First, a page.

One of the most wonderful things about the Student Volunteer influence has been its effect upon the students of other lands. Ten years ago the organization for the United States and Canada was the only student movement in the world, employing the volunteer methods, but now there are student volunteers in Great Britain, Scandinavian countries, Germany, France, Australasia, South Africa, China, India and Ceylon. All the organizations express their indebtedness to the American branch for the helpful and practical influence it exerted in the formative periods of the work. It is exceedingly significant that even the students of mission lands have joined hands with the students of Christian lands in a determined effort to preach the Gospel to all mankind.
In August, 1895, there was formed in the historic Vadstena Castle, on the shores of Lake Vettern, in Sweden, a World's Student Christian Federation. There were present official representatives from America, Great Britain, Germany, Scandinavia, and Mission lands. Mr. John R. Mott, in his "Strategic Points in the World's Conquest," says, " Never since the Wartburg sheltered the great German Reformer, while he was translating the Bible for the common people, has a mediaeval castle served a purpose fraught with greater blessing to all mankind."
A FEDERATION FOR THE WORLD
Since the formation of this federation it has been entered by the representatives of five other countries, India, Ceylon, South Africa, China and Japan, so that practically all the countries, having anything like a student volunteer movement, are now banded together.
The first convention of the World's Student Christian Federation was held in the United States, in July, 1897, in conjunction with the annual conference of the American and Canadian Intercollegiate Young Men's Christian Association, at Northfield. In addition to the 600 students who had come together from 136 universities and colleges, there were present students and Christian workers from twenty-five other nations or races. Special meetings were held on Round Top, the spot which is now especially consecrated to Mr. Moody's memory. Round Top is not less sacred because it is the place where more students have dedicated their lives to the extension of Christ's religion than any other place in the world. Says Mr. Mott, "Day after day at sunset, the hundreds of delegates from the ends of the earth met on this sacred mountain to lift their eyes and look far beyond the beautiful Connecticut valley and the distant green mountains upon the great harvest fields of the world, and linger and listen to burning messages from their fellow students, telling of the triumphs of Christ among their own people, and the need of more men in the regions beyond."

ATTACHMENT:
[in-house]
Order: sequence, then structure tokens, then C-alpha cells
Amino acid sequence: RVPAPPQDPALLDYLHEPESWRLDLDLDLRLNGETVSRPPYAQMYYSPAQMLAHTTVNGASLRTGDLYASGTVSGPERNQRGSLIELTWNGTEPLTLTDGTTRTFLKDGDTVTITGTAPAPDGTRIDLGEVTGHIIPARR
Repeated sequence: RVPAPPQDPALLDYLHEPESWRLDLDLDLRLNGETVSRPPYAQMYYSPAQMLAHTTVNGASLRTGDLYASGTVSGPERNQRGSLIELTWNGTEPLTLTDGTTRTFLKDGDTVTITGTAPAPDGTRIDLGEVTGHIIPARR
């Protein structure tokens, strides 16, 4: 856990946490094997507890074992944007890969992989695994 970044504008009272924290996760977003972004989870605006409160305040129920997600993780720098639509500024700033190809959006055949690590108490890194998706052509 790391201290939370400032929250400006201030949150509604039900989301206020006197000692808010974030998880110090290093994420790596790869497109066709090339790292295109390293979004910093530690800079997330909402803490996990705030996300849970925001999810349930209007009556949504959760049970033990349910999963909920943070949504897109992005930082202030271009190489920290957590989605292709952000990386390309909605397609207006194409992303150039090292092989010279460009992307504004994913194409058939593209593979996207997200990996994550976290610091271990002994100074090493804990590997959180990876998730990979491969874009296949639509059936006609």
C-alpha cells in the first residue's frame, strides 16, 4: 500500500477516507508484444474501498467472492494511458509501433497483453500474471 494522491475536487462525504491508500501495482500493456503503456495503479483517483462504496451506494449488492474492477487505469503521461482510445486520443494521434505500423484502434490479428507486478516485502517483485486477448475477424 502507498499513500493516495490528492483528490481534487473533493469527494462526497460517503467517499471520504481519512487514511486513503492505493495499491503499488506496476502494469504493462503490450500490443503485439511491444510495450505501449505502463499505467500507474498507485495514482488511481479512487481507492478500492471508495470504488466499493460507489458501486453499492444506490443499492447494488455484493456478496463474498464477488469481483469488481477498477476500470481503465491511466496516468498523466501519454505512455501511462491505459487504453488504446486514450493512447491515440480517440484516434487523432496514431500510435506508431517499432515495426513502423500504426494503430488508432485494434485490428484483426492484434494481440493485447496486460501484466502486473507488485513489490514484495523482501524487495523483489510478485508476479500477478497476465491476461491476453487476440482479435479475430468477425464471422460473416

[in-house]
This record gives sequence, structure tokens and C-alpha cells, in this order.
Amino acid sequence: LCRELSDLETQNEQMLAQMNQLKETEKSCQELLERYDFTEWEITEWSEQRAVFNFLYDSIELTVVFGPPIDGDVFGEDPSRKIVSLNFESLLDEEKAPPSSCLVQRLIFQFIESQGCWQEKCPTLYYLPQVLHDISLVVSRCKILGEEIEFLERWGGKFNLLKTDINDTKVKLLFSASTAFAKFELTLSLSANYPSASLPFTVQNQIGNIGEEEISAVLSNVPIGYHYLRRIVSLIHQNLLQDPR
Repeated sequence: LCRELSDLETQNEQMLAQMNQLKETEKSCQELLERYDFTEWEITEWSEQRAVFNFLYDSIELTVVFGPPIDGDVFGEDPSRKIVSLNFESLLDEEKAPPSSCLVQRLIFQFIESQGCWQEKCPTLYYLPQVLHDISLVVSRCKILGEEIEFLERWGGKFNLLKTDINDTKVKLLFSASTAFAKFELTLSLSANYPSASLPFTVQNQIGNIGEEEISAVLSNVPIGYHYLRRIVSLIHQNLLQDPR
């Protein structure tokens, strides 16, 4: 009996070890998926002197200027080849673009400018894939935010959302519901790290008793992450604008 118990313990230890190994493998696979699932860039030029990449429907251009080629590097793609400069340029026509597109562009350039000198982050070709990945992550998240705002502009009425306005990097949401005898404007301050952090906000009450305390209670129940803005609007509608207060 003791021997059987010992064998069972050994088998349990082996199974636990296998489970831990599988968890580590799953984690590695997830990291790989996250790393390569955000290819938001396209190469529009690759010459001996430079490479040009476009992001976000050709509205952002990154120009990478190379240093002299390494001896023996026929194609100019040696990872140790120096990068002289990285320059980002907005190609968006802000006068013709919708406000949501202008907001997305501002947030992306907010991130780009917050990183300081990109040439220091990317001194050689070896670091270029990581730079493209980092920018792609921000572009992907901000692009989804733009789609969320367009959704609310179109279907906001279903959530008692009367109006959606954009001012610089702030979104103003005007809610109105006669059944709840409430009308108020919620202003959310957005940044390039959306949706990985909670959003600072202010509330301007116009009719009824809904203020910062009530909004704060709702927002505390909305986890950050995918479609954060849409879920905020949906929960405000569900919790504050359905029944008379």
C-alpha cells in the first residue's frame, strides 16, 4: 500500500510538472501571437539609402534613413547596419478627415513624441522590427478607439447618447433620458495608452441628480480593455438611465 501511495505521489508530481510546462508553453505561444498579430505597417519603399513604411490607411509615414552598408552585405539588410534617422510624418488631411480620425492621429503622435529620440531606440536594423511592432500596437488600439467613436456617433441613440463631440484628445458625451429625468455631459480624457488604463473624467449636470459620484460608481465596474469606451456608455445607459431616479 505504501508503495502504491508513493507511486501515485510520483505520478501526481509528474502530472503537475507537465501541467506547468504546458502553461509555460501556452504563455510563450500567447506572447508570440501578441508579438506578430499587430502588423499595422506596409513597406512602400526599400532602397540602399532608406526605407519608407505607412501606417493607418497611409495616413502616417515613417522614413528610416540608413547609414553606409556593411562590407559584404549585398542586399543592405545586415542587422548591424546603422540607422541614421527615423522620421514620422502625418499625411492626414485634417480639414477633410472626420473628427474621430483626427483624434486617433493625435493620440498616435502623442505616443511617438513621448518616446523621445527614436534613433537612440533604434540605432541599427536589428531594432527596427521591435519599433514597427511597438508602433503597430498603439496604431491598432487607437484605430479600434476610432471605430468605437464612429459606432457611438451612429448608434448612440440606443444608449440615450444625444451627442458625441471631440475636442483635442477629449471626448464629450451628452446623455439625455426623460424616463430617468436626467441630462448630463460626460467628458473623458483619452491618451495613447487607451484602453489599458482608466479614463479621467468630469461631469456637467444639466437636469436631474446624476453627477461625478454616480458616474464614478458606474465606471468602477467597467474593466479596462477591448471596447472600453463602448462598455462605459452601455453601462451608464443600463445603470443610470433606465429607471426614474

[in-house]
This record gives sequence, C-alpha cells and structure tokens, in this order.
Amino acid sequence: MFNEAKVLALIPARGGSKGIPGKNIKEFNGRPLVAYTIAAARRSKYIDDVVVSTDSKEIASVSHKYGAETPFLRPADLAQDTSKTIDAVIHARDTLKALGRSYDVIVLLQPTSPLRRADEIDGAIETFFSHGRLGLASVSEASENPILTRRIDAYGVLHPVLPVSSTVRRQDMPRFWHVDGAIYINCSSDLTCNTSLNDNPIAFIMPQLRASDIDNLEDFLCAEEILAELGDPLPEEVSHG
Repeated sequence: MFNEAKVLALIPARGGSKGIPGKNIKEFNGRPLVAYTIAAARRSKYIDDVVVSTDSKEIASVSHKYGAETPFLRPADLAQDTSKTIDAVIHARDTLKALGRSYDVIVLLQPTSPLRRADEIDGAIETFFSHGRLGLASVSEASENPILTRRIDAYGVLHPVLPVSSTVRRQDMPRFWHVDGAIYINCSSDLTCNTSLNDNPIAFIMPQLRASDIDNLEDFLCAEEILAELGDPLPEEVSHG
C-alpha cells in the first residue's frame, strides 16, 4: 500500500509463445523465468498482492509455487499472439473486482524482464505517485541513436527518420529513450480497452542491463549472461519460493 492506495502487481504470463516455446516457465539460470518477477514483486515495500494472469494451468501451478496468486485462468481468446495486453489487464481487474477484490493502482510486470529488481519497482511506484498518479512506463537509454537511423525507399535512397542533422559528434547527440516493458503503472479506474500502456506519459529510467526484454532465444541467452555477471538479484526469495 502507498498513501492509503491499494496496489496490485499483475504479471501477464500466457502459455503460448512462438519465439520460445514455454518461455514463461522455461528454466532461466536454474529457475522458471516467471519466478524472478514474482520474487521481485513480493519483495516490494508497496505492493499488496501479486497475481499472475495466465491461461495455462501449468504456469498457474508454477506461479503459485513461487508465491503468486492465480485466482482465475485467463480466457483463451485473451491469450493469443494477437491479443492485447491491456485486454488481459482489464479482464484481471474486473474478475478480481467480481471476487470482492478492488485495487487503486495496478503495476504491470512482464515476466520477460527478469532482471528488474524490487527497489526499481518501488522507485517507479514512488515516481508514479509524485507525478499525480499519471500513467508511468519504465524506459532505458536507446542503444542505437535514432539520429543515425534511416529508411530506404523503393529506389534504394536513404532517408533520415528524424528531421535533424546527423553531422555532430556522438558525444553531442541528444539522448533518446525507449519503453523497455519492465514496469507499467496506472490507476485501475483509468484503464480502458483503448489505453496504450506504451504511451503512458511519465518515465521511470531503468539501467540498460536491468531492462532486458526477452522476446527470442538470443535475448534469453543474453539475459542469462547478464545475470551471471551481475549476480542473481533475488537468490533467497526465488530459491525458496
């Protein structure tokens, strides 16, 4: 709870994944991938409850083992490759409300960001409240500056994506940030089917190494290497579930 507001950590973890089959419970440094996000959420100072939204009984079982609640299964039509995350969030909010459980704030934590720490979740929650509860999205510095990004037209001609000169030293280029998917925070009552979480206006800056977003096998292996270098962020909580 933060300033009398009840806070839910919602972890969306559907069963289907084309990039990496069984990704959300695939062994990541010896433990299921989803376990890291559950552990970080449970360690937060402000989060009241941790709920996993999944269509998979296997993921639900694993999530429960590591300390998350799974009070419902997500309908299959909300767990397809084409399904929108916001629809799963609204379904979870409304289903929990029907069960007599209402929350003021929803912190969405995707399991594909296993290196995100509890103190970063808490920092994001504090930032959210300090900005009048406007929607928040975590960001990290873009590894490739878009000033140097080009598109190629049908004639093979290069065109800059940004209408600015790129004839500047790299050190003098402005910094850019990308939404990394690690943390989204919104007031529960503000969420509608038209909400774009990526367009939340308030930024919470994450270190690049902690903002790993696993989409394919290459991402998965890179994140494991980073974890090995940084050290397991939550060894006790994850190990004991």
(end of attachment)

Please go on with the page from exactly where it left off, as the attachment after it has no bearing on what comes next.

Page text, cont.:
PRAYER IN TWENTY-ONE LANGUAGES
The Federation delegates attended not only the large special meetings over which Mr. Moody presided, but also the conferences for the discussion of methods. One afternoon a pilgrimage was made to Mt. Hermon, which, as the reader will remember, is several miles from Northfield on the other side of the river The groves and hills and river banks about Mt. Hermon are sacred, for it was here that the Student Volunteer movement came into existence in 1886. Some who had attended that first wonderful meeting were present to recount the experiences of those first days of blessed surrender. Before. the delegates left Mt. Hermon, Mr. Moody called them together for the consecrating of the ground that had been set apart as a site for a chapel. In a representative meeting this plot was dedicated to God's service. Then the delegates offered prayer in twenty-one different languages, and yet there was no confusion of tongues, for all were brought together in their common love of the Master.
What will be the result of this movement we can only conjecture, for it is yet in its infancy, but it is significant to note that already it has brought together Christian students in all the world as never before. It has made the various student movements acquainted with one another. It has organized six great national student movements, and has facilitated the organization of two others. The last conference of the Federation was held in Eisenach, at the foot of the famous Wartburg, in Germany, and was attended by students from twenty-four countries. Nearly 400 years ago, in the castle which still crowns that storied mountain, a monk made a consecration of his talents which blessed the world as it had not been blessed before for many centuries. When Martin Luther came down from that sacred hill he brought with him a Bible for the people. The perverseness of the generation did not lead him to dash his tablets to the ground as he descended, but instead they went out through the land and gave men almost for the first time an insight into the true teachings of our Lord. How fitting it is that on this spot, hallowed by the memory of the great reformer, the flower of the young men of to-day should pledge themselves to devote their lives to carrying to all the quarters of the globe the blessed Gospel!